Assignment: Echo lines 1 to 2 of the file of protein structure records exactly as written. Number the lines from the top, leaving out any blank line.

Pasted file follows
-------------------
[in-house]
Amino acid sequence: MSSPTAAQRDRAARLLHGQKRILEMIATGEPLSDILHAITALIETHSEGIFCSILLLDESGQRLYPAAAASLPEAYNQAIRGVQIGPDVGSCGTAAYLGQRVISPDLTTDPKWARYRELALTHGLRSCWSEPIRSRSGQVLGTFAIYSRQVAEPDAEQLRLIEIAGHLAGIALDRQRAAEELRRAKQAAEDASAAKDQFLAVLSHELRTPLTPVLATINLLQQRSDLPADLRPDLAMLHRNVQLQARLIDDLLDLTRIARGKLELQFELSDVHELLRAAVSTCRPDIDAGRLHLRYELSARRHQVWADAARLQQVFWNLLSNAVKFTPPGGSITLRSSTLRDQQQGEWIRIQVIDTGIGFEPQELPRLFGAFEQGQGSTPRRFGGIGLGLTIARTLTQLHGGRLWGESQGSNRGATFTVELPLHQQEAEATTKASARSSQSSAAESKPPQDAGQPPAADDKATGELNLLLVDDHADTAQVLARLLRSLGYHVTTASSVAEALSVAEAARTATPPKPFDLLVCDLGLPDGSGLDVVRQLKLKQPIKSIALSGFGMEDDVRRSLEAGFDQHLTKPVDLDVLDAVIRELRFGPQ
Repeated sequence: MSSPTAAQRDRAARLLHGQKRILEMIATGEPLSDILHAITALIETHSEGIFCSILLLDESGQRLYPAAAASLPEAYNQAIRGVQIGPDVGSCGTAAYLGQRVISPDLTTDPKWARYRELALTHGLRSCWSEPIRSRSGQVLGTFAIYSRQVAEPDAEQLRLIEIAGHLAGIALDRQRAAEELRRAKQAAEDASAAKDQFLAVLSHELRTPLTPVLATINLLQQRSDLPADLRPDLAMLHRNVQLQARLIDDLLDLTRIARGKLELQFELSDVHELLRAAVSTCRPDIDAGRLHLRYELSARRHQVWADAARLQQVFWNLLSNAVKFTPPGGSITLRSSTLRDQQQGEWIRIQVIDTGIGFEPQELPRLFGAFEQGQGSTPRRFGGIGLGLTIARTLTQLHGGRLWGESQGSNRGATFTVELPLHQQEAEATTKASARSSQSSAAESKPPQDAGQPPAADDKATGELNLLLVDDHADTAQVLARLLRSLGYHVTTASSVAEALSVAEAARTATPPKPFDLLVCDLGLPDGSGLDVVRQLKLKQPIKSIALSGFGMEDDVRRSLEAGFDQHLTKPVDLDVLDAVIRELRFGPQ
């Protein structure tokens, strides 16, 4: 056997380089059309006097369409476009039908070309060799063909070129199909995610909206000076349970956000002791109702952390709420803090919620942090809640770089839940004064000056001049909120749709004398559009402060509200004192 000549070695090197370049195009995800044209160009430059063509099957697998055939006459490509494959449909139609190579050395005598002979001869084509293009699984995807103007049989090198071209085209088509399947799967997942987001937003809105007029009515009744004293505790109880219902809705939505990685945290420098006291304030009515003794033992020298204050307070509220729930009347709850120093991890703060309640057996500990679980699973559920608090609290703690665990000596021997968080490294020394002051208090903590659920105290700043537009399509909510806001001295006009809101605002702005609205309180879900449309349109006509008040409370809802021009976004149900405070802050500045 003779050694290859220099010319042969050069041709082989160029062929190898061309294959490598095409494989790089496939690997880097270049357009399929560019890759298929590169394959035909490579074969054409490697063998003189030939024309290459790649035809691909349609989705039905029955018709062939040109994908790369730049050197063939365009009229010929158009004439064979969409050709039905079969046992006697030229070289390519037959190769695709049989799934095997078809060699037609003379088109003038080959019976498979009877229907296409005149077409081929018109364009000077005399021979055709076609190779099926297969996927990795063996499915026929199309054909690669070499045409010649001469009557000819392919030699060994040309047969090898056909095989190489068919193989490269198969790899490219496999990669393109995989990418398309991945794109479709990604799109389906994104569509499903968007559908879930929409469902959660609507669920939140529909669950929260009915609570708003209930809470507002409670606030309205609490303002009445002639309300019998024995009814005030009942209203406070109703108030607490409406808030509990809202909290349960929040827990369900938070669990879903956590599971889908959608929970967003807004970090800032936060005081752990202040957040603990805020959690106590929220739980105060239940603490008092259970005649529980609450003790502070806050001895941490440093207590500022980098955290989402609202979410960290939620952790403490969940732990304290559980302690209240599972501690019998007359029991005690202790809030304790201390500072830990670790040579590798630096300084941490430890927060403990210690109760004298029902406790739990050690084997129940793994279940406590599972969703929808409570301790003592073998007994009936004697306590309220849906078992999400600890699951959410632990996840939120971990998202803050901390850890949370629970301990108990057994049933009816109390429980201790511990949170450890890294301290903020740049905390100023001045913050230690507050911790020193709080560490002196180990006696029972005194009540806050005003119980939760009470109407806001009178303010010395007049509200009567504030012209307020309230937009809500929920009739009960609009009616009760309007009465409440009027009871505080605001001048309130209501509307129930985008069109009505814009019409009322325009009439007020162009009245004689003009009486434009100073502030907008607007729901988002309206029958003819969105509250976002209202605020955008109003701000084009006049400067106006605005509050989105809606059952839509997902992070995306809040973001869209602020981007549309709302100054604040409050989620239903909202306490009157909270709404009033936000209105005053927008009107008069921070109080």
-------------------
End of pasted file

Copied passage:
[in-house]
Amino acid sequence: MSSPTAAQRDRAARLLHGQKRILEMIATGEPLSDILHAITALIETHSEGIFCSILLLDESGQRLYPAAAASLPEAYNQAIRGVQIGPDVGSCGTAAYLGQRVISPDLTTDPKWARYRELALTHGLRSCWSEPIRSRSGQVLGTFAIYSRQVAEPDAEQLRLIEIAGHLAGIALDRQRAAEELRRAKQAAEDASAAKDQFLAVLSHELRTPLTPVLATINLLQQRSDLPADLRPDLAMLHRNVQLQARLIDDLLDLTRIARGKLELQFELSDVHELLRAAVSTCRPDIDAGRLHLRYELSARRHQVWADAARLQQVFWNLLSNAVKFTPPGGSITLRSSTLRDQQQGEWIRIQVIDTGIGFEPQELPRLFGAFEQGQGSTPRRFGGIGLGLTIARTLTQLHGGRLWGESQGSNRGATFTVELPLHQQEAEATTKASARSSQSSAAESKPPQDAGQPPAADDKATGELNLLLVDDHADTAQVLARLLRSLGYHVTTASSVAEALSVAEAARTATPPKPFDLLVCDLGLPDGSGLDVVRQLKLKQPIKSIALSGFGMEDDVRRSLEAGFDQHLTKPVDLDVLDAVIRELRFGPQ